HYPNOSIS, despite decades of research, is still enveloped with a veil of scientific mystery. This volume is an authoritative selection of seminal papers on the subject, spanning the greater part of the 20th century. The book begins with the historical development of hypnosis. It was quite fascinating to learn that hypnosis emerged from the works of Franz Mesmer, who claimed to manipulate physical magnetism by slow passes of his hands over the patient’s body. This resulted in trance-like states for some patients, and prompted the use of the technique with patients with hysteria by Charcot in Paris. Freud used the method for a while to elicit unconscious drives and memories, although he eventually abandoned it in favour of free association and dream analysis.
It then took almost 30 years before hypnosis was reclaimed by psychologists as a subject worth researching. This revival was initiated by Clark Hull, who created the foundations of the quantitative study of hypnosis with particular emphasis on the understanding of individual differences in hypnotic susceptibility. This naturally attracted a wide range of personality experts, who have investigated the different correlates of hypnotisability.
For example, people who are responsive to hypnotic induction typically display a greater ability to sustain attention and inhibit other incoming stimuli. By contrast, people scoring high on extraversion and arousability are unlikely to be hypnotised. Highly susceptible individuals seem to display EEG recordings at rest similar to those displayed by fakirs, who have been intensively trained in controlling pain. Further, hypnotisable people also show great hemispheric flexibility when switching between tasks involving different parts of the brain.
The volume also contains a large set of articles on the therapeutic applications of hypnosis. It is generally believed that hypnosis is used for pain reduction. However, this is not exactly the case. Rather than being a substitute for analgesics, hypnotherapy is principally used as an adjunct to medication.
The last section of the book is a set of papers on legal and professional issues, particularly those arising when hypnosis is used to aid memory recollection for substantiating evidence in court.
Some readers may regret the lack of coverage of more controversial applications of hypnosis, such as hypnosurgery or neuro-linguistic programming. However, this is not the object of this volume, which concentrates on the most scientifically sound research on hypnosis. This handbook is therefore recommended to both practitioners and researchers with an interest in altered states of consciousness.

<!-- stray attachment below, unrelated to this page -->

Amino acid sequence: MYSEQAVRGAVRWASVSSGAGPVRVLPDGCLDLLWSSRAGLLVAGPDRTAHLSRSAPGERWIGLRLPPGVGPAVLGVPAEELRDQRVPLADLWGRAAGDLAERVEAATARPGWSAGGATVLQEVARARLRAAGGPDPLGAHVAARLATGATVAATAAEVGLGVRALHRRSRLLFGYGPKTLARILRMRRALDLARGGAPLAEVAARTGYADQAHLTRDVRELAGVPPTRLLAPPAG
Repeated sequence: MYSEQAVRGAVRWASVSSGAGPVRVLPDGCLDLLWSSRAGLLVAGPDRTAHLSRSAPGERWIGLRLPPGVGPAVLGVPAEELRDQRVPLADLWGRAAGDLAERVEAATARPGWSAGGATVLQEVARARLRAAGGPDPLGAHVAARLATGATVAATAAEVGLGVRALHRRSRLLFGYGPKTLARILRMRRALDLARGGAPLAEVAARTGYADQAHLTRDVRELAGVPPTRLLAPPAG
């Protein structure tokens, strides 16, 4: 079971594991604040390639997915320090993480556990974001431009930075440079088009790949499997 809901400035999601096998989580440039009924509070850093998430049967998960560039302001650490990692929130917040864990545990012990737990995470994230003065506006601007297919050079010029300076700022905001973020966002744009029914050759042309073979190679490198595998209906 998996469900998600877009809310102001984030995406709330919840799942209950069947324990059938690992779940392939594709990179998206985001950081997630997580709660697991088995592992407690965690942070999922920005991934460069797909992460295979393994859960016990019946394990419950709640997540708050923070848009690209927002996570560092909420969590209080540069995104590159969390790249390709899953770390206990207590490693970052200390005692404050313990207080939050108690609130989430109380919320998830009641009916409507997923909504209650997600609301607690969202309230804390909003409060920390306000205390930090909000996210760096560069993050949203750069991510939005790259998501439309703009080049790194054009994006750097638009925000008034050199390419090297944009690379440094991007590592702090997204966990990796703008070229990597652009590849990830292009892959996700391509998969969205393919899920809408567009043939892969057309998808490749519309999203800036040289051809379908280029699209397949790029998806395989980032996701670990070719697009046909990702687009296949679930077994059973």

Cedric Ginestet is in the Department of Epidemiology and Public Health at Imperial College London.
Possible Selves: Theory, Research and Applications
Curtis Dunkel & Jennifer Kerpelman (Eds.)
New York: Nova Science; 2006; Hb £47.99 (ISBN 1 59454 431 X)
Reviewed by John Rowan
BACK in 1986, Hazel Markus and Paula Nurius published a paper which broke new ground. It introduced the notion of possible selves – concrete representations of hopes and fears about the future. They found that students who had a vision of their own future possible selves did better at a university than students who did not. Since then ‘the conceptualization and application of possible selves as a vital and complex component of identity has mushroomed across domains of basic and applied research’, as we are told in this book. The book itself is written by students and followers of Markus and Nurius, chapter after chapter, all within the rubrics of empirical research.Many others have found the idea of multiplicity within the person a valuable one: Hermans and Dimaggio with the dialogical self, Stiles with assimilation theory, White and Epston on personal narratives, Young on internal schemas, my own work on subpersonalities, and many approaches to psychotherapy. Such work often uses the idea that internal selves can be talked to, and can talk back. But this book ignores all this work. It seems odd to me to have any kind of a self that cannot actually communicate. In my view, a deeply disappointing book.
John Rowan is an independent consultant in London.
Person-Centred Counselling in a Nutshell
London: Sage; 2006; Pb £9.99 (ISBN 1 4129 0767 5)
Reviewed by Alexandra Pentaraki
THIS pocket book provides a good short introduction to the theory and practice of person-centred counselling. It describes the core principles that underlie the person-centred counselling approach using real examples from the writer’s practice. There is also reference to the primary writings of Carl Rogers (the founder of person-centred counselling) and his ideas. Although the book refers to the core principles of Rogerian counselling like unconditional positive regard, congruence and empathy, there is also an introduction to other important core principles like the importance of psychological conduct in therapy. Finally, there is a description, also illustrated by case studies, of the central beliefs that underpin the approach, like the self-actualising tendency that helped Rogers to develop his work. The writer manages to include the characteristics and the important role of the person-centred counsellor.
Although the book represents ‘person-centred counselling in a nutshell’ the writer does not refer to any research evidence that supports the theory and practice of person-centred counselling. Real case studies are used to support the arguments, but I think that the arguments would be stronger if research evidence were included. However, I recommend the book to students, professionals or even clients with an interested in person-centred counselling.
Alexandra Pentaraki is a psychologist and PhD student at the Institute of Psychiatry, King’s College London.